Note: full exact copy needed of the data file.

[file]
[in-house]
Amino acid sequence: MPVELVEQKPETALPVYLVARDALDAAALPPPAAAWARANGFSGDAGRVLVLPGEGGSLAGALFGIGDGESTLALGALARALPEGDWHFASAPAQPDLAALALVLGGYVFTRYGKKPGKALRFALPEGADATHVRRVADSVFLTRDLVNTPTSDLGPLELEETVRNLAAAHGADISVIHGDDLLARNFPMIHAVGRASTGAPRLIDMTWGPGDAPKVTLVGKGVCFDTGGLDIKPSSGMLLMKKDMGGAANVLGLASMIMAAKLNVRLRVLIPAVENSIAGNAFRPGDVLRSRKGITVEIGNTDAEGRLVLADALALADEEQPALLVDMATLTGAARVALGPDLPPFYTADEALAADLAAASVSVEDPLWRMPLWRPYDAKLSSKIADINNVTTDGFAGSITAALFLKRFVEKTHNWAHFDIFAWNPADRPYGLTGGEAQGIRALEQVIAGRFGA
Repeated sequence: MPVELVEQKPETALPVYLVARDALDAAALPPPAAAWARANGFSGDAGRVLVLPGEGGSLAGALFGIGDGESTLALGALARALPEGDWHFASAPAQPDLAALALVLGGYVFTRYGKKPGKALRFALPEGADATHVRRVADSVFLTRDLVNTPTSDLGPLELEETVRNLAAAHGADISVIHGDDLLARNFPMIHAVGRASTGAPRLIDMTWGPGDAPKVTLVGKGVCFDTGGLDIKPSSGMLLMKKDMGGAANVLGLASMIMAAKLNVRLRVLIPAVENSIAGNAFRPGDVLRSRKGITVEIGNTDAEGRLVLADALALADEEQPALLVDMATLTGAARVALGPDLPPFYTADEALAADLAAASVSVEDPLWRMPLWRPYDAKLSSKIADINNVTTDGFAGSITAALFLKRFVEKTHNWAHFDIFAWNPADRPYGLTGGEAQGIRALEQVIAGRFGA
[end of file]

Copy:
[in-house]
Amino acid sequence: MPVELVEQKPETALPVYLVARDALDAAALPPPAAAWARANGFSGDAGRVLVLPGEGGSLAGALFGIGDGESTLALGALARALPEGDWHFASAPAQPDLAALALVLGGYVFTRYGKKPGKALRFALPEGADATHVRRVADSVFLTRDLVNTPTSDLGPLELEETVRNLAAAHGADISVIHGDDLLARNFPMIHAVGRASTGAPRLIDMTWGPGDAPKVTLVGKGVCFDTGGLDIKPSSGMLLMKKDMGGAANVLGLASMIMAAKLNVRLRVLIPAVENSIAGNAFRPGDVLRSRKGITVEIGNTDAEGRLVLADALALADEEQPALLVDMATLTGAARVALGPDLPPFYTADEALAADLAAASVSVEDPLWRMPLWRPYDAKLSSKIADINNVTTDGFAGSITAALFLKRFVEKTHNWAHFDIFAWNPADRPYGLTGGEAQGIRALEQVIAGRFGA
Repeated sequence: MPVELVEQKPETALPVYLVARDALDAAALPPPAAAWARANGFSGDAGRVLVLPGEGGSLAGALFGIGDGESTLALGALARALPEGDWHFASAPAQPDLAALALVLGGYVFTRYGKKPGKALRFALPEGADATHVRRVADSVFLTRDLVNTPTSDLGPLELEETVRNLAAAHGADISVIHGDDLLARNFPMIHAVGRASTGAPRLIDMTWGPGDAPKVTLVGKGVCFDTGGLDIKPSSGMLLMKKDMGGAANVLGLASMIMAAKLNVRLRVLIPAVENSIAGNAFRPGDVLRSRKGITVEIGNTDAEGRLVLADALALADEEQPALLVDMATLTGAARVALGPDLPPFYTADEALAADLAAASVSVEDPLWRMPLWRPYDAKLSSKIADINNVTTDGFAGSITAALFLKRFVEKTHNWAHFDIFAWNPADRPYGLTGGEAQGIRALEQVIAGRFGA